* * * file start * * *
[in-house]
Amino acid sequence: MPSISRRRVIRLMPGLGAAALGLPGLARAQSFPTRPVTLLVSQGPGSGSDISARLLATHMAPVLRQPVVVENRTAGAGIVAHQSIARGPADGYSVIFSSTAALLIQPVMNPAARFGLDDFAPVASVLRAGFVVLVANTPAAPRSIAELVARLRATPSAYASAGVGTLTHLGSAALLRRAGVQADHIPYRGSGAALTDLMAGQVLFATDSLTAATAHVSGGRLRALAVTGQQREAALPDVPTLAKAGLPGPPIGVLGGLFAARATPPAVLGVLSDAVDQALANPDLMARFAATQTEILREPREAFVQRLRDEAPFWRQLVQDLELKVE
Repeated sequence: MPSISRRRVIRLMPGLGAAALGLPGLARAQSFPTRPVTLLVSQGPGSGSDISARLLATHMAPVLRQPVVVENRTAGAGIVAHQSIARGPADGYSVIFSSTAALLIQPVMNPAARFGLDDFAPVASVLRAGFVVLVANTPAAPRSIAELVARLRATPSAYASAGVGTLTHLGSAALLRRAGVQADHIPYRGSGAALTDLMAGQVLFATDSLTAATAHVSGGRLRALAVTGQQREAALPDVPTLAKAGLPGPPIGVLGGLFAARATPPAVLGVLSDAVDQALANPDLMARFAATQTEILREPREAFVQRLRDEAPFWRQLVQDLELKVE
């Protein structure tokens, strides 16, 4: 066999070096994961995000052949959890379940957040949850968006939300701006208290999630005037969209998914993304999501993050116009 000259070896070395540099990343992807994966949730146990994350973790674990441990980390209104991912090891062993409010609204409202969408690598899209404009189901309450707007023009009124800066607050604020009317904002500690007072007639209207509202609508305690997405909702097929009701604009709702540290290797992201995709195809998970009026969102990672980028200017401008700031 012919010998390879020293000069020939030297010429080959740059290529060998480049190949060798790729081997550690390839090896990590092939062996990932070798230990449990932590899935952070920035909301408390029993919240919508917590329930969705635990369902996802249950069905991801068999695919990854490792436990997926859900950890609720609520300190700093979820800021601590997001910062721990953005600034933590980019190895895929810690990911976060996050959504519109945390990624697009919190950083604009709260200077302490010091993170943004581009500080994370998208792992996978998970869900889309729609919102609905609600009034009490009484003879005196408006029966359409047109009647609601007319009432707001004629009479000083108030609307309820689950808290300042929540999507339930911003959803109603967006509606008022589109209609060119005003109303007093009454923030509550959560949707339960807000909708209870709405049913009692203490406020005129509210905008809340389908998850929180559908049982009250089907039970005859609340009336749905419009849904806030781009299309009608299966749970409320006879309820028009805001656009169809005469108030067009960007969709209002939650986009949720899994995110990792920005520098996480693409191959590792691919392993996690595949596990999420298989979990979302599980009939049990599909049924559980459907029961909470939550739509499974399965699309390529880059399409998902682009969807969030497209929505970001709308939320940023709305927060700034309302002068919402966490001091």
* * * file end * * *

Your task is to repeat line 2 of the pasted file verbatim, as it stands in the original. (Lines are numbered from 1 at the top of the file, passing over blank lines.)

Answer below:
Amino acid sequence: MPSISRRRVIRLMPGLGAAALGLPGLARAQSFPTRPVTLLVSQGPGSGSDISARLLATHMAPVLRQPVVVENRTAGAGIVAHQSIARGPADGYSVIFSSTAALLIQPVMNPAARFGLDDFAPVASVLRAGFVVLVANTPAAPRSIAELVARLRATPSAYASAGVGTLTHLGSAALLRRAGVQADHIPYRGSGAALTDLMAGQVLFATDSLTAATAHVSGGRLRALAVTGQQREAALPDVPTLAKAGLPGPPIGVLGGLFAARATPPAVLGVLSDAVDQALANPDLMARFAATQTEILREPREAFVQRLRDEAPFWRQLVQDLELKVE